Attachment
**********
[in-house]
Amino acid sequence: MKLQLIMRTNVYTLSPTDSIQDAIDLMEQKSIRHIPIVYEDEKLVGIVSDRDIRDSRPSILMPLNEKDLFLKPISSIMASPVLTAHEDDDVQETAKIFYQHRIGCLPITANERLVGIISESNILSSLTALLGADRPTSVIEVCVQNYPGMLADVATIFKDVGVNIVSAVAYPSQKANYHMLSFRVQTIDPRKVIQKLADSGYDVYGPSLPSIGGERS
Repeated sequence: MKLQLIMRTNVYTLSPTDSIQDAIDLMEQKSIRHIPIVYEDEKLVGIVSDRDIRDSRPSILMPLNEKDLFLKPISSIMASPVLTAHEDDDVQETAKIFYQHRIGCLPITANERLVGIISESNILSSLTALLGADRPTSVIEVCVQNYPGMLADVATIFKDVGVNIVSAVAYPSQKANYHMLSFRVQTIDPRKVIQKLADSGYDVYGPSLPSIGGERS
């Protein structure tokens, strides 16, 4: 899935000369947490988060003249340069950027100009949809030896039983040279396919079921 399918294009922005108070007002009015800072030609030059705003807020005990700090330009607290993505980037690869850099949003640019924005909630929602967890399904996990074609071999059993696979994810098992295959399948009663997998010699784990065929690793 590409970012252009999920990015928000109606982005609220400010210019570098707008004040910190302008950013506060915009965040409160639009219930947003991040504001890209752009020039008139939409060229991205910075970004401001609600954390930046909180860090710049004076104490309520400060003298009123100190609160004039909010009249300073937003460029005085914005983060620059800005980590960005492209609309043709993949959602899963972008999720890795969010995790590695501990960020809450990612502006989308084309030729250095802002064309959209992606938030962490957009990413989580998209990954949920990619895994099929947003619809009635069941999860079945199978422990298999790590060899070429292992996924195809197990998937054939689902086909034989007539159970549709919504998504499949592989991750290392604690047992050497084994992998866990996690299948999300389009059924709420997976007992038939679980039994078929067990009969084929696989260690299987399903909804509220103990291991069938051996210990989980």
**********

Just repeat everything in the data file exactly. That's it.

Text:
[in-house]
Amino acid sequence: MKLQLIMRTNVYTLSPTDSIQDAIDLMEQKSIRHIPIVYEDEKLVGIVSDRDIRDSRPSILMPLNEKDLFLKPISSIMASPVLTAHEDDDVQETAKIFYQHRIGCLPITANERLVGIISESNILSSLTALLGADRPTSVIEVCVQNYPGMLADVATIFKDVGVNIVSAVAYPSQKANYHMLSFRVQTIDPRKVIQKLADSGYDVYGPSLPSIGGERS
Repeated sequence: MKLQLIMRTNVYTLSPTDSIQDAIDLMEQKSIRHIPIVYEDEKLVGIVSDRDIRDSRPSILMPLNEKDLFLKPISSIMASPVLTAHEDDDVQETAKIFYQHRIGCLPITANERLVGIISESNILSSLTALLGADRPTSVIEVCVQNYPGMLADVATIFKDVGVNIVSAVAYPSQKANYHMLSFRVQTIDPRKVIQKLADSGYDVYGPSLPSIGGERS
């Protein structure tokens, strides 16, 4: 899935000369947490988060003249340069950027100009949809030896039983040279396919079921 399918294009922005108070007002009015800072030609030059705003807020005990700090330009607290993505980037690869850099949003640019924005909630929602967890399904996990074609071999059993696979994810098992295959399948009663997998010699784990065929690793 590409970012252009999920990015928000109606982005609220400010210019570098707008004040910190302008950013506060915009965040409160639009219930947003991040504001890209752009020039008139939409060229991205910075970004401001609600954390930046909180860090710049004076104490309520400060003298009123100190609160004039909010009249300073937003460029005085914005983060620059800005980590960005492209609309043709993949959602899963972008999720890795969010995790590695501990960020809450990612502006989308084309030729250095802002064309959209992606938030962490957009990413989580998209990954949920990619895994099929947003619809009635069941999860079945199978422990298999790590060899070429292992996924195809197990998937054939689902086909034989007539159970549709919504998504499949592989991750290392604690047992050497084994992998866990996690299948999300389009059924709420997976007992038939679980039994078929067990009969084929696989260690299987399903909804509220103990291991069938051996210990989980």